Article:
Laser Therapy Soothes Shoulder Impingement
New research demonstrates the effectiveness of laser therapy for shoulder impingement syndrome.
Researchers compared the effects of low laser therapy to ultrasound therapy for treating subacromial impingement syndrome, sometimes called shoulder impingement syndrome, swimmer's shoulder or thrower's shoulder. They discovered that low laser therapy was as effective as ultrasound in alleviating symptoms of shoulder impingement syndrome. Patients experienced significant reductions in shoulder pain, disability, and sleep disturbances.
"Based on our findings, we conclude that therapy may be considered as an effective alternative to ultrasound based therapy in patients with subacromial impingement syndrome especially ultrasound based therapy is contraindicated," the researchers concluded.
Low level laser therapy is a technique commonly used by chiropractors to target musculoskeletal pain like whiplash and back pain. Low levels of infrared and red light are delivered directly to an injured area of the body. This is believed to stimulate the mitochondria to produce more ATP, alter cellular function, and initiate the body's natural anti-inflammatory and analgesic responses.
In the study published in the Journal of Back Musculoskeletal Rehabilitation, 16 patients received low-level laser therapy, and 15 received ultrasound therapy over a period of two weeks (five times per week). Patients were evaluated one month and three months after treatment. At both intervals patients experienced statistically significant reductions in pain, disability, and sleep interference scores, and there were no significant differences between the groups.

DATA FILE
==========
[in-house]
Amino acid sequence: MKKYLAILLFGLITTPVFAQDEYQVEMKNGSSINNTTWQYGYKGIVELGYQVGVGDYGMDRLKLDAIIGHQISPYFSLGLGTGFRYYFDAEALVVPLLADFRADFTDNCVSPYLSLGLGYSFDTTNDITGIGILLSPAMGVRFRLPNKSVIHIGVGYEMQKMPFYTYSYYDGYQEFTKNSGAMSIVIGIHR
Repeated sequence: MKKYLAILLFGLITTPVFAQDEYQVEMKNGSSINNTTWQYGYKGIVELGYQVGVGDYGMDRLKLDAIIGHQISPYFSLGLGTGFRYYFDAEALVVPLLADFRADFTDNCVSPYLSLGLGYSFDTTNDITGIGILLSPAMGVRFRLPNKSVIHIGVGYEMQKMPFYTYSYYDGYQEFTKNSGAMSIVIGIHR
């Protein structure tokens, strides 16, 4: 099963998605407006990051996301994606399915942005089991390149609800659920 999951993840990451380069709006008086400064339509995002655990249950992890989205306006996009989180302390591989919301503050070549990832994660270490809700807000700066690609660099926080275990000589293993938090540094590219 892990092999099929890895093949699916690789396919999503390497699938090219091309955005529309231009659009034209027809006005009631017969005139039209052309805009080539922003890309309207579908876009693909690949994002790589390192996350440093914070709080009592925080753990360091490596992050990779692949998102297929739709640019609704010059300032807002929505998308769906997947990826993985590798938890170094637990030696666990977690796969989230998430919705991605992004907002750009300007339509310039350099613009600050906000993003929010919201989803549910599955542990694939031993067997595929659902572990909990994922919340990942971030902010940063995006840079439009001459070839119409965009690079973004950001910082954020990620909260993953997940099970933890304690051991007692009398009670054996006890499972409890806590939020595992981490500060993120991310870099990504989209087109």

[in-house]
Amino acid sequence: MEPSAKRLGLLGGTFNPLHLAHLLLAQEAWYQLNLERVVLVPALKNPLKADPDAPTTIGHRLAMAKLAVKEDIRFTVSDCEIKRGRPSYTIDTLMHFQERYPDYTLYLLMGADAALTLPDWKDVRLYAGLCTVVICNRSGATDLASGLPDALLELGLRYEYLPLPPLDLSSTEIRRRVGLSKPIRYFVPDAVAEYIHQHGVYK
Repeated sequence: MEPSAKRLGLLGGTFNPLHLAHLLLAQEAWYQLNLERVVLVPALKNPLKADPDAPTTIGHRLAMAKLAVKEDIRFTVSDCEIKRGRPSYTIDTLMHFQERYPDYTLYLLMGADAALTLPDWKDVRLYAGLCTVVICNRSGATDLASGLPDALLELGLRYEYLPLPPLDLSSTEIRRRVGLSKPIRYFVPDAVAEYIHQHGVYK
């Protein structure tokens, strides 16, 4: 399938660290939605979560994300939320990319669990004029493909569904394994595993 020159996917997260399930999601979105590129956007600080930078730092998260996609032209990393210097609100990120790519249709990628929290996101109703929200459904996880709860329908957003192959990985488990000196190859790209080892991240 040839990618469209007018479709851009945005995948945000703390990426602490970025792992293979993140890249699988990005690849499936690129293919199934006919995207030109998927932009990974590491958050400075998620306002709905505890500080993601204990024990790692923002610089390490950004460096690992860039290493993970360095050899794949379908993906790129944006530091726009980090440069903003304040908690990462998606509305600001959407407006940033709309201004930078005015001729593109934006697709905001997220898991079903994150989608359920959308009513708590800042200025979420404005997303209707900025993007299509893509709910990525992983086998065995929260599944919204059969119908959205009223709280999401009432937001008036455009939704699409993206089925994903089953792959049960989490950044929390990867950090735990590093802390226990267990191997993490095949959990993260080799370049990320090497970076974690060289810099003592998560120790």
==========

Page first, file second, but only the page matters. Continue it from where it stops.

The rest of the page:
Shoulder Impingement Syndrome
Shoulder impingement syndrome is one of the most common causes of shoulder pain, affecting 44-65% of patients presenting with shoulder pain at primary care clinics. The condition develops when the rotator cuff muscles are pinched, irritated, or inflamed. The rotator cuff muscles run through a narrow space beneath the acromion and above the humerus, call the subacromial space.
Repetitive activities like throwing a ball or swimming, or a sudden strain on the shoulder, can cause inflammation of the bursa or tendons passing through the subacromial space. Osteoarthritis in the shoulder may also lead to development of boney overgrowths. Any of these factors can lead to a narrowing of subacromial space, impinging the msucles, bursa, and tendons. Patients may experience muscle weakness, loss of movement in the shoulder, and pain.
Umer, et al. Subacromial impingement syndrome. Orthopedic Reviews (2012). 4(2): e18. http://www.ncbi.nlm.nih.gov/pmc/articles/PMC3395987/
Yavus F, et al. Low-level laser therapy versus ultrasound therapy in the treatment of subacromial impingement syndrome: A randomized clinical trial.